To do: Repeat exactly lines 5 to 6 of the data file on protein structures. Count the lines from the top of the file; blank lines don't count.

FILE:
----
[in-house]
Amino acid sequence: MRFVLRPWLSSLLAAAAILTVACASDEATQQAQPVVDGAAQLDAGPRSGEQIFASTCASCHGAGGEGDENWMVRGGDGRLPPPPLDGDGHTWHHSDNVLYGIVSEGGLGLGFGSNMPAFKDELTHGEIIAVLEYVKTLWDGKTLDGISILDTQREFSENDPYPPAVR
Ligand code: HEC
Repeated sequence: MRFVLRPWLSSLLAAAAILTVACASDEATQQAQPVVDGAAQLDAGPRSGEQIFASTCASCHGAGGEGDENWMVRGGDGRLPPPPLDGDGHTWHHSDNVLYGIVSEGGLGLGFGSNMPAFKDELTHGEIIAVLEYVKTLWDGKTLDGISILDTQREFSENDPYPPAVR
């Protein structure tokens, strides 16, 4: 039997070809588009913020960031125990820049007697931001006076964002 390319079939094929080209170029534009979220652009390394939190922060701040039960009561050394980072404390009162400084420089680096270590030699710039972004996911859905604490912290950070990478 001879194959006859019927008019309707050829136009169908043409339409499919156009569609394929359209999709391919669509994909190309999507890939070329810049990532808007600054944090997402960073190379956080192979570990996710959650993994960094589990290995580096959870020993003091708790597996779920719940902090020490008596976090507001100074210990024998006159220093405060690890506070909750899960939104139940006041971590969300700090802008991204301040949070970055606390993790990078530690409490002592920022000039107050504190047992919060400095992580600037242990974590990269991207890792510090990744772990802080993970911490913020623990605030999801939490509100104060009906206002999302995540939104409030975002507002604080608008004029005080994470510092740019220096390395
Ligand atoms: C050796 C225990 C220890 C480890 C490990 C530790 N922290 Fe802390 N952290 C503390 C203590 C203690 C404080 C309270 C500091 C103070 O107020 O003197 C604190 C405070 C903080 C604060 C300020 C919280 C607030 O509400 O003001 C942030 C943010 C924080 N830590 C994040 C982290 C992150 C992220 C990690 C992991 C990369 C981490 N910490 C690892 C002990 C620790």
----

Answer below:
């Protein structure tokens, strides 16, 4: 039997070809588009913020960031125990820049007697931001006076964002 390319079939094929080209170029534009979220652009390394939190922060701040039960009561050394980072404390009162400084420089680096270590030699710039972004996911859905604490912290950070990478 001879194959006859019927008019309707050829136009169908043409339409499919156009569609394929359209999709391919669509994909190309999507890939070329810049990532808007600054944090997402960073190379956080192979570990996710959650993994960094589990290995580096959870020993003091708790597996779920719940902090020490008596976090507001100074210990024998006159220093405060690890506070909750899960939104139940006041971590969300700090802008991204301040949070970055606390993790990078530690409490002592920022000039107050504190047992919060400095992580600037242990974590990269991207890792510090990744772990802080993970911490913020623990605030999801939490509100104060009906206002999302995540939104409030975002507002604080608008004029005080994470510092740019220096390395
Ligand atoms: C050796 C225990 C220890 C480890 C490990 C530790 N922290 Fe802390 N952290 C503390 C203590 C203690 C404080 C309270 C500091 C103070 O107020 O003197 C604190 C405070 C903080 C604060 C300020 C919280 C607030 O509400 O003001 C942030 C943010 C924080 N830590 C994040 C982290 C992150 C992220 C990690 C992991 C990369 C981490 N910490 C690892 C002990 C620790």